Various contemporary definitions of virtuality reflect the fact that this concept often implies potentiality. Following Salen and Zimmermann, we can conceptualise VR environments as ‘spaces of possibility’ that are dependent on an acting subject. Accordingly, agency becomes an important factor in VR worlds: an agent is required as ‘the condition of activity’. This agency encompasses the user’s ability to manipulate the space s/he is performing in. The user acts within an environment and, by doing so, can influence what is happening within the virtual world. In contrast to fictional worlds of narratives, the user’s actions affect the virtual world substantially. As a result, we can conclude that not only is the manipulation of the virtual image (1) dependent on physical, or non-virtual, counterparts but (2) also involves learning how to handle the particular game mechanics by using one’s own physical skills and embodied knowledge.
To grasp the particular interplay between the corporeal agency of the user and the screen as well as its perceptive effects, ‘atmosphere’ is a term worth considering. While qualified by distinct characteristics, atmospheres appear to be of an indeterminate ontological status. According to the German philosopher Gernot Böhme, they are products of aesthetic work and manifest themselves in subjective embodied experience. In other words, atmospheres are features of tempo-spatial constellations in which the specific subject-object-relation affects us in a particular way. Since an atmospheric space always points to its own spherical presence, our perception of any given situation is crucial to the way we make sense of the world. If we immerse ourselves through performance in an environment designed in close approximation to our lifeworld, atmospheres of the real might very well convince us to suspend our disbelief. In our context, a VR experience, then, is aesthetically produced by users of digital technology moving through a space of action characterised by atmospheres of reality. Therefore, the user, or rather, configurator and his or her affective performance are at the heart of our concept of virtual fictionality which we will outline below.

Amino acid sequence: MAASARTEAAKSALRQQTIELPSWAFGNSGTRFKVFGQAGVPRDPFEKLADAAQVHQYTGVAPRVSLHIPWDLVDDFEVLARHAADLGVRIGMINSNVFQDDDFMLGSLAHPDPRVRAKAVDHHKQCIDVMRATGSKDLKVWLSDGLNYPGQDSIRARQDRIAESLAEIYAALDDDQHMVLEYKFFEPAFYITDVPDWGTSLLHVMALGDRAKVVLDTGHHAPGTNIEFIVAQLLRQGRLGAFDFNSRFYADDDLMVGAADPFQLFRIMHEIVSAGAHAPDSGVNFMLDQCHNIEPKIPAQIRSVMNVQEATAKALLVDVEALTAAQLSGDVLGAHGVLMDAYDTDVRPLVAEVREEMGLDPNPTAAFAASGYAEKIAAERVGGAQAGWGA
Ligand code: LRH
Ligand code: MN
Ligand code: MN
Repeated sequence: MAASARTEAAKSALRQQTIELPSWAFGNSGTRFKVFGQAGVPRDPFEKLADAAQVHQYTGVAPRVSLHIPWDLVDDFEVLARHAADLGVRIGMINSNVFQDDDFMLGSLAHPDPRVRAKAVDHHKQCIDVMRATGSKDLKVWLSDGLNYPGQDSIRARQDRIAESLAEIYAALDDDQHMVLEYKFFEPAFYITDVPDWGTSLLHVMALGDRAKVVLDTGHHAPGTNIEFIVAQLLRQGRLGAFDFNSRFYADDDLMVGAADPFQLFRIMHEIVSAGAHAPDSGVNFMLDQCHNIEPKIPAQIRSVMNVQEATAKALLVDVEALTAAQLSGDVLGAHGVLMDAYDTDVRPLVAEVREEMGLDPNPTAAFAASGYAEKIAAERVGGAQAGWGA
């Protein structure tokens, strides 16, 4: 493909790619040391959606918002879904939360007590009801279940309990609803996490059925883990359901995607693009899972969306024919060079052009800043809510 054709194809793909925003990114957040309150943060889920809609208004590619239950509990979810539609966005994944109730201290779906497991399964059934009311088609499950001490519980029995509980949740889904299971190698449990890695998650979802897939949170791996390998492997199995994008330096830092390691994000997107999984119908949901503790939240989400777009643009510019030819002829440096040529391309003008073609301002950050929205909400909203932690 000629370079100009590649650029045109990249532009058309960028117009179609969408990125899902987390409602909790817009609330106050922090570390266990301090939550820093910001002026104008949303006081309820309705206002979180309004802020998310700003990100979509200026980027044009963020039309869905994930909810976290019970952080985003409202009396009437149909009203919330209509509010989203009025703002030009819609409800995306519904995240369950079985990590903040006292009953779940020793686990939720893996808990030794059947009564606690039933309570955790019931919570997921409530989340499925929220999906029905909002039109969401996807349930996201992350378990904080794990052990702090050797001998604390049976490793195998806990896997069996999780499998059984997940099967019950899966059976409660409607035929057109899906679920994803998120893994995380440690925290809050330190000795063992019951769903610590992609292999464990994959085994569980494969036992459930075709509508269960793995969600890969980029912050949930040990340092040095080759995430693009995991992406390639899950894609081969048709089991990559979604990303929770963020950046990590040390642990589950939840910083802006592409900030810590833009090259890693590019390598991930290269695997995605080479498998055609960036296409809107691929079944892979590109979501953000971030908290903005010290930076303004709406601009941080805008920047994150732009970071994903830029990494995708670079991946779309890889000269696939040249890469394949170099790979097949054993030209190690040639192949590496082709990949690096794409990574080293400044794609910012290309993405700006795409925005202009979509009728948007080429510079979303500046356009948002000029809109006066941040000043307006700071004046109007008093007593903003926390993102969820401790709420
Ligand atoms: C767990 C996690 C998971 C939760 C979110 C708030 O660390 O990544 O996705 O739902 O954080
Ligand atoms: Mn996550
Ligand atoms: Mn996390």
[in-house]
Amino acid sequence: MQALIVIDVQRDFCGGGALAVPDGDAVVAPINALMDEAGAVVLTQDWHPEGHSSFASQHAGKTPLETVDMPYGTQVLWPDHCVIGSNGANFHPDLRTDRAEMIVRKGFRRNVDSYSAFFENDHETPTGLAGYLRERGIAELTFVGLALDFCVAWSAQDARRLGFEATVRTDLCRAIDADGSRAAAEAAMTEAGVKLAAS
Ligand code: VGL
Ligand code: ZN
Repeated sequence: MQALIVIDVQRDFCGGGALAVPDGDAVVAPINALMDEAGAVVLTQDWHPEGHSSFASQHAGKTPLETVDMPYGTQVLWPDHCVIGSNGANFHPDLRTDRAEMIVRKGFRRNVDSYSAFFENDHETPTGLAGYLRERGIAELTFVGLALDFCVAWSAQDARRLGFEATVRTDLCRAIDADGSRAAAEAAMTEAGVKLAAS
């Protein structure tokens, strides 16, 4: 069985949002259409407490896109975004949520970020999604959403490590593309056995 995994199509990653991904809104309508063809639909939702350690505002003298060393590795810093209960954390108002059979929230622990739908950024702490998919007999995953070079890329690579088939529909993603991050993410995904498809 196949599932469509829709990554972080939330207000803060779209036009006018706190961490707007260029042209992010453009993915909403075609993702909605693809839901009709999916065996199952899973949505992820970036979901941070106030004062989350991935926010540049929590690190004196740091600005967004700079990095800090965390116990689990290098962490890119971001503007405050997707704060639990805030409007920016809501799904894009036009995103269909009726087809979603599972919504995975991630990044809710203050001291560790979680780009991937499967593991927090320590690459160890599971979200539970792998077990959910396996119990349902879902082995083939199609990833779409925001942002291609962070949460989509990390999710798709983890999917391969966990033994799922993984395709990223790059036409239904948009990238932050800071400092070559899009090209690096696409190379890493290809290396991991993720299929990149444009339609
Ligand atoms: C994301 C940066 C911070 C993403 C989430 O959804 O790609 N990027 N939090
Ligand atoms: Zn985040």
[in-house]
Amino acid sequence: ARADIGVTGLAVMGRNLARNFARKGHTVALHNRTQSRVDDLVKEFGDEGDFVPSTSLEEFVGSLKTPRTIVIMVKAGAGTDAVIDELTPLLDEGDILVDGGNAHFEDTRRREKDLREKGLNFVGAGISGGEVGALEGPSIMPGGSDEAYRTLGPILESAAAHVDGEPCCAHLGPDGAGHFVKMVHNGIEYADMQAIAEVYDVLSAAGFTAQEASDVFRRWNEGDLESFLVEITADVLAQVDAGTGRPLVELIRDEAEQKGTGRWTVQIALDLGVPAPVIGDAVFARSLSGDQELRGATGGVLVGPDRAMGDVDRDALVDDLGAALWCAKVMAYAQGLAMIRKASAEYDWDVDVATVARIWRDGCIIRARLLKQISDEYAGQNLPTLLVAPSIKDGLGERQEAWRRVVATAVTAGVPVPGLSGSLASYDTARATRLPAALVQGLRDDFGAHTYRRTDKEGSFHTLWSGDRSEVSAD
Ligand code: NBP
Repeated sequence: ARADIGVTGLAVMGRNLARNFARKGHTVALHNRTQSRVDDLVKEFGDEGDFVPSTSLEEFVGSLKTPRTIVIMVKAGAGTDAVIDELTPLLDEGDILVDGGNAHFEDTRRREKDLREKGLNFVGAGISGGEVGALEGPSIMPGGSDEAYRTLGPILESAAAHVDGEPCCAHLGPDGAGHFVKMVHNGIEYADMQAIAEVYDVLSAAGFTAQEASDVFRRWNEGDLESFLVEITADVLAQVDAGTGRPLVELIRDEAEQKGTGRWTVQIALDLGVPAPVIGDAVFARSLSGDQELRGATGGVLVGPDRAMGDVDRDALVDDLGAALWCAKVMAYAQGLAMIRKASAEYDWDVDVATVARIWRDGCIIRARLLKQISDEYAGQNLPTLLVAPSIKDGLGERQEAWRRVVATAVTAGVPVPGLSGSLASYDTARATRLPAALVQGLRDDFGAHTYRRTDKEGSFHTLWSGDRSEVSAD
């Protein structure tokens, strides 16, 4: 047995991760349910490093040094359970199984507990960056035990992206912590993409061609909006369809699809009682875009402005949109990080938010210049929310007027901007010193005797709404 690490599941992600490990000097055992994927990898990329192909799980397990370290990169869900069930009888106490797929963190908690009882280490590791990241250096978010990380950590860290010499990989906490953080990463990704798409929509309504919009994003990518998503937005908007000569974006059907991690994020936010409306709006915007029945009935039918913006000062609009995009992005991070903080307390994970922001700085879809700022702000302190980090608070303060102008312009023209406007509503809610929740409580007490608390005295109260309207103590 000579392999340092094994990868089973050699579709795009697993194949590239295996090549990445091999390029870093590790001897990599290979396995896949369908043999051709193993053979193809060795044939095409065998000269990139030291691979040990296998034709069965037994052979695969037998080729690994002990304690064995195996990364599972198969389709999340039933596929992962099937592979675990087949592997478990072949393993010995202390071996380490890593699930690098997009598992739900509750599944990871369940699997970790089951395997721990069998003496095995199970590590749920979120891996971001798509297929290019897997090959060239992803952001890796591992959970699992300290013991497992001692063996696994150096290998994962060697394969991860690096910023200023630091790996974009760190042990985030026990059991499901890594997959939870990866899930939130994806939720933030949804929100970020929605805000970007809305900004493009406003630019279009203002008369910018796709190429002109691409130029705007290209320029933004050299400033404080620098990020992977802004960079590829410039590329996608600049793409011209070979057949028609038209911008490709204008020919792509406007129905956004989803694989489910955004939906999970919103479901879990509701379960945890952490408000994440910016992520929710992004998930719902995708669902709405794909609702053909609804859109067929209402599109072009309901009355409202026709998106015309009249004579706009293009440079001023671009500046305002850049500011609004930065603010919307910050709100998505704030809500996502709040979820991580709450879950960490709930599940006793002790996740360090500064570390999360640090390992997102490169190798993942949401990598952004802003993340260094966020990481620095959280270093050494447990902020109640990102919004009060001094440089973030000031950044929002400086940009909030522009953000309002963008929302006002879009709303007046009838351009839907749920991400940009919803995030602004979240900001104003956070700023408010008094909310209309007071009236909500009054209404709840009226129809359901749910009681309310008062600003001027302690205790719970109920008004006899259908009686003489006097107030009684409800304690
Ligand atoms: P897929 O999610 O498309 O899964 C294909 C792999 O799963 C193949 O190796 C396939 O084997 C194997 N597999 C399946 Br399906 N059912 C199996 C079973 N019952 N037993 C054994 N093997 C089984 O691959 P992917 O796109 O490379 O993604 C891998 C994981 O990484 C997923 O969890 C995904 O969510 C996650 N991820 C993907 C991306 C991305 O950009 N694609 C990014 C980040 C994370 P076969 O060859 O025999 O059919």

The concept of virtual fictionality
Even though the image resolution still requires development and the graphics often show glitches, VR systems offer a different type of gaming architecture. In the following, we would like to point out key aspects that are specific to VR worlds.
One of the most striking features of VR technology is probably that it changes the relation between the user and the screen dramatically. While ego-perspective and 360° camera tilting is nothing new to the game industry, a VR HMD allows the user’s gaze to visually enter the game environment. The resulting impression is that of being present in rather than looking at the virtual world. With the help of motion capture technology and wireless devices, not only head but also full-body movements can become crucial aspects in navigating the space and controlling the game. This active appropriation positions the user at the very centre of the VR world, amplifying the sense of physical presence. This point is also of special importance for the world itself: together with its specific rule-governed game mechanics and hardware components, the VR environment turns into a ‘space of possibility’ that enables the user – whom we will now call configurator – to physically act in and upon it and, thus, operates in a performative mode.